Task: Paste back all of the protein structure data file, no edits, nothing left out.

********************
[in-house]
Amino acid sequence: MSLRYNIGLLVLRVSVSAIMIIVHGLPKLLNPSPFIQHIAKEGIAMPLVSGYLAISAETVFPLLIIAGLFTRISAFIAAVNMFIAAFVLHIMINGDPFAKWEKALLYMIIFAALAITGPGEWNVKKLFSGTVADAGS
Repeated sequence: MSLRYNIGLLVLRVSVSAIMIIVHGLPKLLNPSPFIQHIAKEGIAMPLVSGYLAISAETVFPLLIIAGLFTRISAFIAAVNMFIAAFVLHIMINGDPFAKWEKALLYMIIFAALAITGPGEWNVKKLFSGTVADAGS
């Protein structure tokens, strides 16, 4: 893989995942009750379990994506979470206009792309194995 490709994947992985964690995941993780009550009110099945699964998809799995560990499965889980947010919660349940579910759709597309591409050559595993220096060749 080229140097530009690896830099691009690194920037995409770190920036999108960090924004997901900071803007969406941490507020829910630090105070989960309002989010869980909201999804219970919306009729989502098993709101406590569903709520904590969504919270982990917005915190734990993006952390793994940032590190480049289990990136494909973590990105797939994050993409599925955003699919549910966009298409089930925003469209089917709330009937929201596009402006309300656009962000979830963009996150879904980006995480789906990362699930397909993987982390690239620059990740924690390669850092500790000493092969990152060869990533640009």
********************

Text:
[in-house]
Amino acid sequence: MSLRYNIGLLVLRVSVSAIMIIVHGLPKLLNPSPFIQHIAKEGIAMPLVSGYLAISAETVFPLLIIAGLFTRISAFIAAVNMFIAAFVLHIMINGDPFAKWEKALLYMIIFAALAITGPGEWNVKKLFSGTVADAGS
Repeated sequence: MSLRYNIGLLVLRVSVSAIMIIVHGLPKLLNPSPFIQHIAKEGIAMPLVSGYLAISAETVFPLLIIAGLFTRISAFIAAVNMFIAAFVLHIMINGDPFAKWEKALLYMIIFAALAITGPGEWNVKKLFSGTVADAGS
């Protein structure tokens, strides 16, 4: 893989995942009750379990994506979470206009792309194995 490709994947992985964690995941993780009550009110099945699964998809799995560990499965889980947010919660349940579910759709597309591409050559595993220096060749 080229140097530009690896830099691009690194920037995409770190920036999108960090924004997901900071803007969406941490507020829910630090105070989960309002989010869980909201999804219970919306009729989502098993709101406590569903709520904590969504919270982990917005915190734990993006952390793994940032590190480049289990990136494909973590990105797939994050993409599925955003699919549910966009298409089930925003469209089917709330009937929201596009402006309300656009962000979830963009996150879904980006995480789906990362699930397909993987982390690239620059990740924690390669850092500790000493092969990152060869990533640009």